The Democrats have one negotiator: the president. And we have one negotiator, and that’s the speaker,” Cantor told Republican colleagues at a GOP meeting in the bowels of the Capitol last week, urging them to unite behind Boehner (R-Ohio) in the talks.
In the current “fiscal cliff” drama, Cantor has been working hard to cast himself as a supportive, bit player to Boehner, a contrast from the debt-ceiling showdown of 2011. At that time the Virginia Republican played a starring role as a lead negotiator in high-level talks with Vice President Biden and as a chief antagonist to Obama, tangling with the president directly in one tense White House exchange.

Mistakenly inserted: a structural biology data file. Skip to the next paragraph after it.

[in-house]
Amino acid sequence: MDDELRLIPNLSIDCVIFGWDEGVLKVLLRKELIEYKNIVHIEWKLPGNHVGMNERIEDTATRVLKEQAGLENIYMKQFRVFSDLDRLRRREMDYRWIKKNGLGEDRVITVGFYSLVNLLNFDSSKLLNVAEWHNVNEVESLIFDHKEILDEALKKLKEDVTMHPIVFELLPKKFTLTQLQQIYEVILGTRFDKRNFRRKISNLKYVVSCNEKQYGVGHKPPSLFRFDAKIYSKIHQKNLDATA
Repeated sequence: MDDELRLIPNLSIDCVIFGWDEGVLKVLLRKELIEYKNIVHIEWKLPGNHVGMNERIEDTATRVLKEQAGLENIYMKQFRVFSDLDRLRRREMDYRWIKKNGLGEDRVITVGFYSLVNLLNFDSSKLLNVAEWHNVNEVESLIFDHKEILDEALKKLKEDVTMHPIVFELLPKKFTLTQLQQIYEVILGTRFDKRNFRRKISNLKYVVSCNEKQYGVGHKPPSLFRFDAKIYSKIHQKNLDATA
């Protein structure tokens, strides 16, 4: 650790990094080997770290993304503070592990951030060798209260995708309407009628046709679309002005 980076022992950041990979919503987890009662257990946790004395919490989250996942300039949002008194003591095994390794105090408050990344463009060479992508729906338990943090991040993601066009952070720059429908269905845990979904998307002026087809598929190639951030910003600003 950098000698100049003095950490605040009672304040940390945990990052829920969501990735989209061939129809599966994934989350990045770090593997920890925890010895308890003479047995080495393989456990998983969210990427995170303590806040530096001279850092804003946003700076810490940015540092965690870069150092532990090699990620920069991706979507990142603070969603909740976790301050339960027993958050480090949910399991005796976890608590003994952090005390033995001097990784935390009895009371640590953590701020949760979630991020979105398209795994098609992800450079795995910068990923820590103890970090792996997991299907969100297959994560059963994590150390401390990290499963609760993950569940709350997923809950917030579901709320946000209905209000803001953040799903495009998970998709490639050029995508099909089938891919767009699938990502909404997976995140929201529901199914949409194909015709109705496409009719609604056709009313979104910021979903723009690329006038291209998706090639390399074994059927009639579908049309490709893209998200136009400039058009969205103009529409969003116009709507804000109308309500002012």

But that high-profile role did not go well for Cantor. It neither strengthened the GOP’s hand in the fiscal crisis nor served the lawmaker’s own image. He emerged with a taint of disloyalty toward Boehner and a new reputation, carefully stoked by Democrats, as the leader of hard-liners unwilling to compromise.
Read in Full at Wash Post